Before there was Hollywood there was Buffalo Bill’s Wild West. The show was never referred to as a “show” and in its title it covertly suggested that it was a reflection of real life, a west that was “Buffalo Bill’s” west. Buffalo Bill’s show and the dime novels inspired by him set the tone for Hollywood. Get hold of something that is true, or at least believable, extend it somewhat to make it entertaining, and create something that your audience would like to believe is reality.
Hollywood picked up where Buffalo Bill left off when he passed away in 1917. It didn’t take long for Western Movies to appear, very much created in the Buffalo Bill’s Wild West image, and when television came along the Westerns came thick and fast beamed straight into people’s homes and minds. Buffalo Bill’s legacy is with us today.
William Cody was born in 1846 into a family that was anti-slavery and so actively so that William’s father Isaac was stabbed at a meeting by a slavery supporter who didn’t like what he had to say. A stabbing that would cause his death three years later. This was to force the eleven year old William Cody into the workforce to help support his family. He found a job doing horseback deliveries for freight company Majors and Russell, a company which later became Russell, Majors and Waddell who started the Pony Express. So young William found himself riding for the Pony Express by the time he was fourteen years of age.
When the Civil War broke out William initially joined with a group called the Kansas Redlegs which was an irregular band probably best described as guerrillas and their conduct was such that William left the group after about a year and a half and joined a regular unit of the Union Army.
After the Civil War William Cody found work as a scout with the US Army and was highly successful in this role, so successful that he received the title “Chief of Scouts” and the Medal of Honor. William had been raised in a family that truly believed that “All men are created equal” and so he treated Indian scouts with respect and earned their friendship. His ability to cooperate and work with the Indian scouts was likely one of the key reasons he was able to succeed in that role so well. Later in his days as the head of his wild west show William Cody would employ native Indians and he described them as “the former foe, present friend, the American”. He treated them as equals and was very much ahead of his time in this, just as his father Isaac had been. He was also strongly in favor of treating women as equals and said “What we want to do is give women even more liberty than they have. Let them do any kind of work they see fit, and if they do it as well as men, give them the same pay.
As the Wild West began to be tamed and fences were stretched across the prairie, and the Buffalo became an endangered species, William Cody moved from the Wild West reality to creating a show that would vividly portray a world that was fast vanishing. Its the sentiment that Lieutenant John Dunbar expresses in “Dances With Wolves” when he says “I want to see the frontier, before its gone”. William Cody wanted to provide an experience of what the frontier wild west had been to audiences, some who had experienced it, and many who had not. His show certainly had such a ring of truth and reality about it that Mark Twain was deeply impressed. Included in the show were people who had been a part of the Wild West including Chief Sitting Bull of the Sioux who had defeated General George Custer at the Battle of the Little Bighorn, lawman Wild Bill Hickok, and people who would become legends of the show itself such as “Little Miss Sure Shot” Annie Oakley.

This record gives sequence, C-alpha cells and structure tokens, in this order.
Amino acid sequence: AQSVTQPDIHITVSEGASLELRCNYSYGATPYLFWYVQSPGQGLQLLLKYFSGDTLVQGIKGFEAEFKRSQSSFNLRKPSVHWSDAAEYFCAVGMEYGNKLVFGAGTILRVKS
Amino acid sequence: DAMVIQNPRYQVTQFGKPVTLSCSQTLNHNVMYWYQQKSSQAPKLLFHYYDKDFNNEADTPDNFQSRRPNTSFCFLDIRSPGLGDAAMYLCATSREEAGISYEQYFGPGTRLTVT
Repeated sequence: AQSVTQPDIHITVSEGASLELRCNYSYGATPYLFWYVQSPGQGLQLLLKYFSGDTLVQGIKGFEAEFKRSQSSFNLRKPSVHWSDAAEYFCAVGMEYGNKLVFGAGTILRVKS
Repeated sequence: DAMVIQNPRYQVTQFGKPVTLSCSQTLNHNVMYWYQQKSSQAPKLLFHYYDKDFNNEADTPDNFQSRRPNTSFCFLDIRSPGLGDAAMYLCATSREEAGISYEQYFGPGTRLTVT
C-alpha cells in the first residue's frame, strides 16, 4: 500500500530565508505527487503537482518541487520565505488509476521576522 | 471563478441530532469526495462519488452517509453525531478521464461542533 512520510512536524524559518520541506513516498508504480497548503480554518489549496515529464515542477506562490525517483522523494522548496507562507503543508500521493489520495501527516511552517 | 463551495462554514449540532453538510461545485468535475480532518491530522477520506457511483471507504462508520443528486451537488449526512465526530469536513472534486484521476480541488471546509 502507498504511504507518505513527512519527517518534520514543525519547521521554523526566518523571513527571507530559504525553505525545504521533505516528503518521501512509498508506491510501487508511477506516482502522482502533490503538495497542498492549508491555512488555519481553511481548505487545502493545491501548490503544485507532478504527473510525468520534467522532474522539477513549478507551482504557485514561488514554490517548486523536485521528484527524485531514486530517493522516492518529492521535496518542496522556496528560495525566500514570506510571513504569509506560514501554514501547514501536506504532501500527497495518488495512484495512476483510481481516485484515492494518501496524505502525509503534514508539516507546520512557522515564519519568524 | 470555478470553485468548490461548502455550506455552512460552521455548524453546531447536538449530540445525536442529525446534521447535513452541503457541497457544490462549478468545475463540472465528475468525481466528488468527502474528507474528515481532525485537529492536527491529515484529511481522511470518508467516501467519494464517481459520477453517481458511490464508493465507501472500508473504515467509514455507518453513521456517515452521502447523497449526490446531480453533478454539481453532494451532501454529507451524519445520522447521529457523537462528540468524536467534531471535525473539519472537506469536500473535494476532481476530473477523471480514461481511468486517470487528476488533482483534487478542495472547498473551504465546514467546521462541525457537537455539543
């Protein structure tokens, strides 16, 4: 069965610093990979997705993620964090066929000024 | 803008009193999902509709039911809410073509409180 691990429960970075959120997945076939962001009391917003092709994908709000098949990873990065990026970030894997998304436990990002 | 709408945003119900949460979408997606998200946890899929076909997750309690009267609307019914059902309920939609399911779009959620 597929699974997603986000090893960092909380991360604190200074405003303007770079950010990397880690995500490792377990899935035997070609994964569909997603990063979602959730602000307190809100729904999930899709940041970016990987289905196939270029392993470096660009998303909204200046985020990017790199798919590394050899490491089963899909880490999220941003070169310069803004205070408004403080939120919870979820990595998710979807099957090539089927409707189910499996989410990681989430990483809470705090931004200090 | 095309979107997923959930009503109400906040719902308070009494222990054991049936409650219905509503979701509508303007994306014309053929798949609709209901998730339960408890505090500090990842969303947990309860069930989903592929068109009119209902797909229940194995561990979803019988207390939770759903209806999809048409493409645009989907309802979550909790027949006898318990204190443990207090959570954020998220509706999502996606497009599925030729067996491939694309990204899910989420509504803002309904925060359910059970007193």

Buffalo Bill’s Wild West toured not only in the United States but also in Europe including Royal Command performances for Queen Victoria and the Tzar of Russia. No doubt the stories and portrayals were perhaps somewhat larger than life. But Buffalo Bill’s Wild West served to create the legend that the real Wild West has become. Legend that ensures a fascinating stream of Western movies from Hollywood, and legend that has ensured the creation of Cowboy Action shooting in the United States and even its Australian cousin Colonial Action.
The Winchester Model 1873 engraved by Winchester’s own master engraver John Ulrich and presented by William Cody, the man who gave the Wild West to the world, is to be auctioned by Rock Island Auction company over 9th-11th September 2016. This rifle brings together history, legend, and the reality of a man who believed in the equality of men and women of all races and who practiced what he preached. This is a physical historic link with Buffalo Bill and the legend he created.
You will find the Rock Island Auction page with much specific and documented information about this unique rifle if you click here.
(All pictures courtesy Rock Island Auction).
Jon Branch is the founder and senior editor of Revivaler and has written a significant number of articles for various publications including official Buying Guides for eBay, classic car articles for Hagerty, magazine articles for both the Australian Shooters Journal and the Australian Shooter, and he’s a long time contributor to Silodrome.
Jon has done radio, television, magazine and newspaper interviews on various issues, and has traveled extensively, having lived in Britain, Australia, China and Hong Kong. His travels have taken him to Indonesia, Israel, Italy, Japan and a number of other countries. He has studied the Japanese sword arts and has a long history of involvement in the shooting sports, which has included authoring submissions to government on various firearms related issues and assisting in the design and establishment of shooting ranges.